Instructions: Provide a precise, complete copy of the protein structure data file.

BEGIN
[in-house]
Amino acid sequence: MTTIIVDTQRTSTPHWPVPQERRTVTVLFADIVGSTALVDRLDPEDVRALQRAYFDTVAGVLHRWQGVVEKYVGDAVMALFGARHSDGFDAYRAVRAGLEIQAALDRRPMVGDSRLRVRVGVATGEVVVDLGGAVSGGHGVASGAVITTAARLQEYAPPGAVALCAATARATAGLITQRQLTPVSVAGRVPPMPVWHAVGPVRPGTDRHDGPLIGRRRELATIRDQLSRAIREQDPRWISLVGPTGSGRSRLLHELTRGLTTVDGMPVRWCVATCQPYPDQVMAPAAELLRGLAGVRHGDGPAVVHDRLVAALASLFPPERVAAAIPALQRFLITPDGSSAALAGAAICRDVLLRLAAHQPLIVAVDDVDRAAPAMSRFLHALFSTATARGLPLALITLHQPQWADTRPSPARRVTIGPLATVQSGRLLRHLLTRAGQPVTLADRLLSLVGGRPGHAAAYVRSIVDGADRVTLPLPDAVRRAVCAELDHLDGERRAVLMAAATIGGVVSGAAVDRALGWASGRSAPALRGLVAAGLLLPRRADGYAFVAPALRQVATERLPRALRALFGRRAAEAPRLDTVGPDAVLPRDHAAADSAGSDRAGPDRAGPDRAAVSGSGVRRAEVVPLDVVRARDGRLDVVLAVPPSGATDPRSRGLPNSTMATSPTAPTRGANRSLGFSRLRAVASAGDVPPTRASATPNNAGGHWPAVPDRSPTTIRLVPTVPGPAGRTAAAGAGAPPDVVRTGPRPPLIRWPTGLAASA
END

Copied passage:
[in-house]
Amino acid sequence: MTTIIVDTQRTSTPHWPVPQERRTVTVLFADIVGSTALVDRLDPEDVRALQRAYFDTVAGVLHRWQGVVEKYVGDAVMALFGARHSDGFDAYRAVRAGLEIQAALDRRPMVGDSRLRVRVGVATGEVVVDLGGAVSGGHGVASGAVITTAARLQEYAPPGAVALCAATARATAGLITQRQLTPVSVAGRVPPMPVWHAVGPVRPGTDRHDGPLIGRRRELATIRDQLSRAIREQDPRWISLVGPTGSGRSRLLHELTRGLTTVDGMPVRWCVATCQPYPDQVMAPAAELLRGLAGVRHGDGPAVVHDRLVAALASLFPPERVAAAIPALQRFLITPDGSSAALAGAAICRDVLLRLAAHQPLIVAVDDVDRAAPAMSRFLHALFSTATARGLPLALITLHQPQWADTRPSPARRVTIGPLATVQSGRLLRHLLTRAGQPVTLADRLLSLVGGRPGHAAAYVRSIVDGADRVTLPLPDAVRRAVCAELDHLDGERRAVLMAAATIGGVVSGAAVDRALGWASGRSAPALRGLVAAGLLLPRRADGYAFVAPALRQVATERLPRALRALFGRRAAEAPRLDTVGPDAVLPRDHAAADSAGSDRAGPDRAGPDRAAVSGSGVRRAEVVPLDVVRARDGRLDVVLAVPPSGATDPRSRGLPNSTMATSPTAPTRGANRSLGFSRLRAVASAGDVPPTRASATPNNAGGHWPAVPDRSPTTIRLVPTVPGPAGRTAAAGAGAPPDVVRTGPRPPLIRWPTGLAASA